As online retail continues to grow. So does the need for better reverse logistics to handle the influx of customer return. A recent report from Cerasis, a leading transportation management company, found the costs of reverse logistics exceed $750 billion per year, with up to 30 percent of all products ordered online being returned.
While the return process varies widely across different retailers and industries, the overall product returns are simply too burdensome to consumers who are paying shipping costs and to retailers who are picking up all other charges, only to then try and charge the supplier.
Cerasis’ report takes a look at how applying blockchain technology to reverse logistics may be able to reduce some of these costs and enhance customer experience. According to the report, reverse logistics can cut into retailers’ profits by as much as 20 percent. It also states retailers can reclaim up to 32 percent of the total product cost by having an effective reverse logistics function which allows for possible reselling the item, recycling it or remanufacturing it.
“The road to better reverse logistics is not always clear, and supply chain leaders need to understand a few best practices for implemented combined blockchain and reverse logistics strategies,” the report said.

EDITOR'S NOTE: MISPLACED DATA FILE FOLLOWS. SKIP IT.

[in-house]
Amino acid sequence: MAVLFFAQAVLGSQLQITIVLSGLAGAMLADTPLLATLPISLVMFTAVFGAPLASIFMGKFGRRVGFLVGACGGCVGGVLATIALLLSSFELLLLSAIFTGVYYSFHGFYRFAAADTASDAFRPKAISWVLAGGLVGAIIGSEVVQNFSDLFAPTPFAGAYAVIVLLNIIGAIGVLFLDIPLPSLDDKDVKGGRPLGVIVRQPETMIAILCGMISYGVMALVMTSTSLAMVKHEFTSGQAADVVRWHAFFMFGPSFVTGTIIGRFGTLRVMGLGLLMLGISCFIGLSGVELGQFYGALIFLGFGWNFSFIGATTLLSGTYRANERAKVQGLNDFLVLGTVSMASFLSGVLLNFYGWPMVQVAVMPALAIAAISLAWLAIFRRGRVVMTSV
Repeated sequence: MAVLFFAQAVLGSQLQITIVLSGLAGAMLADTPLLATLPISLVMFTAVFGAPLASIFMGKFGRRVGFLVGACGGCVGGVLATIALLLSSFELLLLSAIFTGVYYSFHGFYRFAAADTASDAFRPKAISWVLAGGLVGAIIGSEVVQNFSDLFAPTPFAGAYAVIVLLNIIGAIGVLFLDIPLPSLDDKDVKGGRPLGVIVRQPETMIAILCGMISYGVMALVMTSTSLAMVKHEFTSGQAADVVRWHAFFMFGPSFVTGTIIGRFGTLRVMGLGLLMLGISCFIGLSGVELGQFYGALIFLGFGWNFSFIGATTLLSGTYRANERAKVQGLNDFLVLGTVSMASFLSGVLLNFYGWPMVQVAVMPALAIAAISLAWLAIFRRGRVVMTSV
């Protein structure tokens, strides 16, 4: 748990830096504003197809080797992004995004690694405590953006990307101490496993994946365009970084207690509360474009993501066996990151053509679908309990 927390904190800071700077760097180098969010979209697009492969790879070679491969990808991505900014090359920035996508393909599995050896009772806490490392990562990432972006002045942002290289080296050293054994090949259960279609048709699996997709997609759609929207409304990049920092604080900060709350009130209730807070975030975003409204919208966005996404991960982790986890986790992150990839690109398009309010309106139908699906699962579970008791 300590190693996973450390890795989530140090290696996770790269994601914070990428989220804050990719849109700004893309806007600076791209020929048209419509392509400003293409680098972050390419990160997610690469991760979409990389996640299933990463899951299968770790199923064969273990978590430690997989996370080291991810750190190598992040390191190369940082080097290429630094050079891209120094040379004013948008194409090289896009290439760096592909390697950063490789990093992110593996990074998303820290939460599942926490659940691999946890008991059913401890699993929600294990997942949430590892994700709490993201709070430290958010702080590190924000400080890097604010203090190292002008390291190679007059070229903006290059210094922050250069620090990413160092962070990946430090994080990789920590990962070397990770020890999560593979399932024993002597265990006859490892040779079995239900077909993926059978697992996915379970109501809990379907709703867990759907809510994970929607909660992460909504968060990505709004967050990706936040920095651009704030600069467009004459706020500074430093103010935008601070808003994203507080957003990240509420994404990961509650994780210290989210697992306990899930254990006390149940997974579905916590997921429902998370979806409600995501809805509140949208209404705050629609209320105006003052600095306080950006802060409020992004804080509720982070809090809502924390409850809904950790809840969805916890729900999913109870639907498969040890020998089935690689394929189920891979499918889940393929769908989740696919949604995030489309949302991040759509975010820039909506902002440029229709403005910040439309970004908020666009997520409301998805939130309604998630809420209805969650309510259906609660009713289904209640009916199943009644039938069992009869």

The report states integrating supply chain systems into a single platform can provide a combined approach to managing product lifecycles from procurement through reclamation, recycling and disposal. While the benefits of blockchain technology are still being explored within the supply chain, there are several direct applications Cerasis believes will be worthwhile.
Blockchain allows for better tracing and transparency of a product’s full lifecycle from the manufacturer’s sourcing of component materials to final disposal. When this traceable chain of custody is certain, it can make for faster product recalls, which is one application Walmart has tested for the past couple of years. As explained in a Technavio Report, blockchain technology can enhance the flow from information in reverse logistics, helping manufacturers understand the full cycle of their products, even after disposal.
Reverse logistics with blockchain applications can also ensure products such as smartphones and other electronics are disposed of without compromising risks to the former users who may still have personal information on those devices. Recycling and refurbishing electronic products are a growing segment of retail and when blockchain transparency is used to track products through their life cycles the stored personal information can not only be safeguarded but removed without compromise as well.
Retailers using blockchain applications to track returns and initial orders will likely increase consumer trust, even when the customers are business-to-business purchasers, the report stated. Blockchain also helps eliminate fraud and counterfeit products which are more likely to occur with online purchases.
The report also suggests retailers use blockchain technology in managing returns to make those efforts visible to consumers. Since 67% of shoppers check return policies before making a purchase, this will aid in selling more product and creating hassle-free returns policies.
Blockchain can enhance returns management by providing a means of tracking returns and also identifying issues contributing to the higher-than usual returns rates.